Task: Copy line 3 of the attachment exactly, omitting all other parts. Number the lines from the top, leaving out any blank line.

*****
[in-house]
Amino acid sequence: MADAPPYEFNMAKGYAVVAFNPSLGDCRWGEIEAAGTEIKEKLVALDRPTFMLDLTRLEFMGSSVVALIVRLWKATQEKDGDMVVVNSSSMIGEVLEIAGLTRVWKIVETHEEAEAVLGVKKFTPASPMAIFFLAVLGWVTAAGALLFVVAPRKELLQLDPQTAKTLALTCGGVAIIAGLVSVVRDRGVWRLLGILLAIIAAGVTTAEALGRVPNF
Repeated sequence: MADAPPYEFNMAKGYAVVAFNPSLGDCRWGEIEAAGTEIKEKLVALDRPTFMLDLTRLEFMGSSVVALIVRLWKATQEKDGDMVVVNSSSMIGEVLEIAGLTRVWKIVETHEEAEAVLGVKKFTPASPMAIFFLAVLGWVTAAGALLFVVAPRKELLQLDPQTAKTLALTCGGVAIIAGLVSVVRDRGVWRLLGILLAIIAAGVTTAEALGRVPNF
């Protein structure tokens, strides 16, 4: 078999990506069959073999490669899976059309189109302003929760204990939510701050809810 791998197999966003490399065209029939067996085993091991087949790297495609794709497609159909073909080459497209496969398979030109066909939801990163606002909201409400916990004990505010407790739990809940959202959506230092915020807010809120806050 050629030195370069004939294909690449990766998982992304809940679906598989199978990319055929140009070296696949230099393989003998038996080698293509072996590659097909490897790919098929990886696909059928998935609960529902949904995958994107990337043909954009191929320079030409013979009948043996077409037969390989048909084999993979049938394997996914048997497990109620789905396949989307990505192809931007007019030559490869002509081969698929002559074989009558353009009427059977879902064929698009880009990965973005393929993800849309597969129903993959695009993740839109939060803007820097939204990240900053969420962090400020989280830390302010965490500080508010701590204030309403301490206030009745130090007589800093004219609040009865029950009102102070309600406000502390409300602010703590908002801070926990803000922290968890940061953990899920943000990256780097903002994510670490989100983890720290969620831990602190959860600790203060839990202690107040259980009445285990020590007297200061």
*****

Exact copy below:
Repeated sequence: MADAPPYEFNMAKGYAVVAFNPSLGDCRWGEIEAAGTEIKEKLVALDRPTFMLDLTRLEFMGSSVVALIVRLWKATQEKDGDMVVVNSSSMIGEVLEIAGLTRVWKIVETHEEAEAVLGVKKFTPASPMAIFFLAVLGWVTAAGALLFVVAPRKELLQLDPQTAKTLALTCGGVAIIAGLVSVVRDRGVWRLLGILLAIIAAGVTTAEALGRVPNF